If you’re in tune with college Twitter culture, you know the prevailing opinion on males as a group can be summed up in three words: “Men are trash.” At this point, the tagline has become more of a meme than a spiteful declaration; an exhausted response whenever a headline breaks describing yet another contemptible act committed by a man. It’s a way for me and the people around me to collectively sigh, point and say, “There they go again.”
As a woman whose closest friends at UT are mostly men, I sometimes find these condemnations unfair and far too broad. I prioritize mutual respect in any relationship and can say with confidence that my male friends have always treated me with kindness.
Even so, whenever I’m in a male-dominated space, I overhear “boy talk” — those misogynistic jokes and sexist comments men often make when they’re comfortable among peers. In the past, I would shrug off these comments as harmless, albeit tasteless. Now, in light of our national reckoning regarding sexual assault, “boy talk” takes on a sinister weight and cannot be dismissed. If we truly care for our male friends and wish to see them improve, we need to call out sexist remarks.
Confronting sexism, especially when it comes from people we care about, can be filled with anxiety and emotion. Last week, when a male friend made a joke comparing sleep deprivation to being “roofied,” I instantly snapped at him to shut up. Looking back, I wished I had voiced my full concerns since he didn’t understand how he trivialized what is a grim reality for many female students.
Margaret Bassett, deputy director of UT’s Institute on Domestic Violence and Sexual Assault, points out that most sexism stems from ignorance and can be rooted out with constructive dialogue. “These are hot-button topics,” Bassett said. “While it’s necessary to have conversations with privileged male friends, you need to be respectful. The goal isn’t to shame anybody.”
But this goes both ways. Men need to listen to women’s experiences and worries. At the moment, our male peers have a reputation for speaking over us, rather than with us.
“In discussion-based classes, most guys interrupt the women in the class whenever we’re debating an issue,” biology sophomore Krystal Virk said.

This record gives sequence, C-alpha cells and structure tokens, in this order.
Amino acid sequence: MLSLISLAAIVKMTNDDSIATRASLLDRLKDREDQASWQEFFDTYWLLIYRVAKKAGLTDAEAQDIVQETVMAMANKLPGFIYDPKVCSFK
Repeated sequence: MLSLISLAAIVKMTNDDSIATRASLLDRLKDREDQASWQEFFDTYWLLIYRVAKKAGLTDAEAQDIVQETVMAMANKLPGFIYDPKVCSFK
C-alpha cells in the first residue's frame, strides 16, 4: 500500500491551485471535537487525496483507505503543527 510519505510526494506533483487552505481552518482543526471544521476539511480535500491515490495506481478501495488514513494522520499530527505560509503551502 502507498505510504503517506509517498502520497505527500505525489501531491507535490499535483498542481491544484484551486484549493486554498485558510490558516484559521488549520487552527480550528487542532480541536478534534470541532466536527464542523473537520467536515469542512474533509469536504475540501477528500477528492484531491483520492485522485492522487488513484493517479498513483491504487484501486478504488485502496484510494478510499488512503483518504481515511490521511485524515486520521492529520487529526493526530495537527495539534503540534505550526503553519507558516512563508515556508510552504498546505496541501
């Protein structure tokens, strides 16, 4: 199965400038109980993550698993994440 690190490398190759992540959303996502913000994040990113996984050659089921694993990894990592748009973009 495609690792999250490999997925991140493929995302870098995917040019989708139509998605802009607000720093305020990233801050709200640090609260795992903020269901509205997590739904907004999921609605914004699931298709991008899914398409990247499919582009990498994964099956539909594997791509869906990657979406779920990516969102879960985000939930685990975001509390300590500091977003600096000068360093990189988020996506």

When women are more likely to be victims of sexual assault, objectified in advertisements and discriminated against in the workplace, misogynistic remarks hit far too close to home. Whether the speaker intends to or not, saying such comments demean women. Regarding the effects of “boy talk,” Bassett said the psychological impact “can be harmful.”
Because sexist talk plays into larger societal issues, feedback is imperative. When men understand the potential impact of their words, they’re more likely to change. If you don’t know how to confront male friends, consult the UT Bystander Intervention Initiative’s Be Vocal website, which has abundant resources for addressing concerning behavior.
“We need to take the risk of speaking up and speaking from the heart,” said Melanie Susswein, director of marketing and communications in the Steve Hicks School of Social Work. “Ask other people to examine their behavior and examine your own.”
Being “one of the bros” doesn’t mean being OK with sexist behavior. Rather, it’s about caring enough to educate, to connect that objectifying joke a guy friend makes to broader issues. As a result of weeding out “boy talk,” we ensure our male friends treat women at UT and beyond with respect.
David is an advertising sophomore from Allen.